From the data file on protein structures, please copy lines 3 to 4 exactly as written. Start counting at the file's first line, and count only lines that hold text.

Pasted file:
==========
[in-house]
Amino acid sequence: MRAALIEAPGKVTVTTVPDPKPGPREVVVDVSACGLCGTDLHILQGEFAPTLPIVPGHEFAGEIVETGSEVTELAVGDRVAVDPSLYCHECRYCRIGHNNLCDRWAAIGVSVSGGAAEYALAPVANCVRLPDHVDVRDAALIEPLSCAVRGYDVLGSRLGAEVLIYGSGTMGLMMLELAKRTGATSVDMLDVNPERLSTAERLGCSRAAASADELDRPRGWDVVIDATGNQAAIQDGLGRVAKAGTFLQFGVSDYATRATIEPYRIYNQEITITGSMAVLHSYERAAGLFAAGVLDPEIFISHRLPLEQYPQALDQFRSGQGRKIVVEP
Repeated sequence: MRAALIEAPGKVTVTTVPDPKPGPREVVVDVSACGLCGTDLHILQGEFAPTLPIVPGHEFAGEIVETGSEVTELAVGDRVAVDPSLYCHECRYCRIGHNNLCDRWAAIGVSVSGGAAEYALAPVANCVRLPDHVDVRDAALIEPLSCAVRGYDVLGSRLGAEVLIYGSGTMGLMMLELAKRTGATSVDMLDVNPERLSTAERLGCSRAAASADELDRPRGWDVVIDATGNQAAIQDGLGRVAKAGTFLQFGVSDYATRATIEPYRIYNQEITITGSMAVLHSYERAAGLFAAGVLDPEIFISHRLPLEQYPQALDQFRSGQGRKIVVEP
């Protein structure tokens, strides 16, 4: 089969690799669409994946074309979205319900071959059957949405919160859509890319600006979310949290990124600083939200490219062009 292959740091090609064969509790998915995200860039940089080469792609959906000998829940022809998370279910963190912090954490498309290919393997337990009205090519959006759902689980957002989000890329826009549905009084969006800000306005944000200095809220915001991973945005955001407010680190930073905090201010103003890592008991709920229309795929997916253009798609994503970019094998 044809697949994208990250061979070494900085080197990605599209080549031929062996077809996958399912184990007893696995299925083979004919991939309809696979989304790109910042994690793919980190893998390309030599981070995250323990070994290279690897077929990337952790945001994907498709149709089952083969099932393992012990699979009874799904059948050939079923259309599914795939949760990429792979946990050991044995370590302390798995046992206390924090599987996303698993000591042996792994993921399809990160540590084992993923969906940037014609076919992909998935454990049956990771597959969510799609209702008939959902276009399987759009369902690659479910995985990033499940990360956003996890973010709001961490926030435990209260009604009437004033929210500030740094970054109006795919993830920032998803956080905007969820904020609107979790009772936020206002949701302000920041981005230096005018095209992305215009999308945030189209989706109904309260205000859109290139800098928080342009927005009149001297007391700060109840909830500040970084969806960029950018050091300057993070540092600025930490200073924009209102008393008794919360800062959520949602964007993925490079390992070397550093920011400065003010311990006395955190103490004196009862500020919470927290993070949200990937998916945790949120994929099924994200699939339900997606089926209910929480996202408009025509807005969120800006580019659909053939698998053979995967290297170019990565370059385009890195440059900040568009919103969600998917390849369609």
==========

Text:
Repeated sequence: MRAALIEAPGKVTVTTVPDPKPGPREVVVDVSACGLCGTDLHILQGEFAPTLPIVPGHEFAGEIVETGSEVTELAVGDRVAVDPSLYCHECRYCRIGHNNLCDRWAAIGVSVSGGAAEYALAPVANCVRLPDHVDVRDAALIEPLSCAVRGYDVLGSRLGAEVLIYGSGTMGLMMLELAKRTGATSVDMLDVNPERLSTAERLGCSRAAASADELDRPRGWDVVIDATGNQAAIQDGLGRVAKAGTFLQFGVSDYATRATIEPYRIYNQEITITGSMAVLHSYERAAGLFAAGVLDPEIFISHRLPLEQYPQALDQFRSGQGRKIVVEP
């Protein structure tokens, strides 16, 4: 089969690799669409994946074309979205319900071959059957949405919160859509890319600006979310949290990124600083939200490219062009 292959740091090609064969509790998915995200860039940089080469792609959906000998829940022809998370279910963190912090954490498309290919393997337990009205090519959006759902689980957002989000890329826009549905009084969006800000306005944000200095809220915001991973945005955001407010680190930073905090201010103003890592008991709920229309795929997916253009798609994503970019094998 044809697949994208990250061979070494900085080197990605599209080549031929062996077809996958399912184990007893696995299925083979004919991939309809696979989304790109910042994690793919980190893998390309030599981070995250323990070994290279690897077929990337952790945001994907498709149709089952083969099932393992012990699979009874799904059948050939079923259309599914795939949760990429792979946990050991044995370590302390798995046992206390924090599987996303698993000591042996792994993921399809990160540590084992993923969906940037014609076919992909998935454990049956990771597959969510799609209702008939959902276009399987759009369902690659479910995985990033499940990360956003996890973010709001961490926030435990209260009604009437004033929210500030740094970054109006795919993830920032998803956080905007969820904020609107979790009772936020206002949701302000920041981005230096005018095209992305215009999308945030189209989706109904309260205000859109290139800098928080342009927005009149001297007391700060109840909830500040970084969806960029950018050091300057993070540092600025930490200073924009209102008393008794919360800062959520949602964007993925490079390992070397550093920011400065003010311990006395955190103490004196009862500020919470927290993070949200990937998916945790949120994929099924994200699939339900997606089926209910929480996202408009025509807005969120800006580019659909053939698998053979995967290297170019990565370059385009890195440059900040568009919103969600998917390849369609």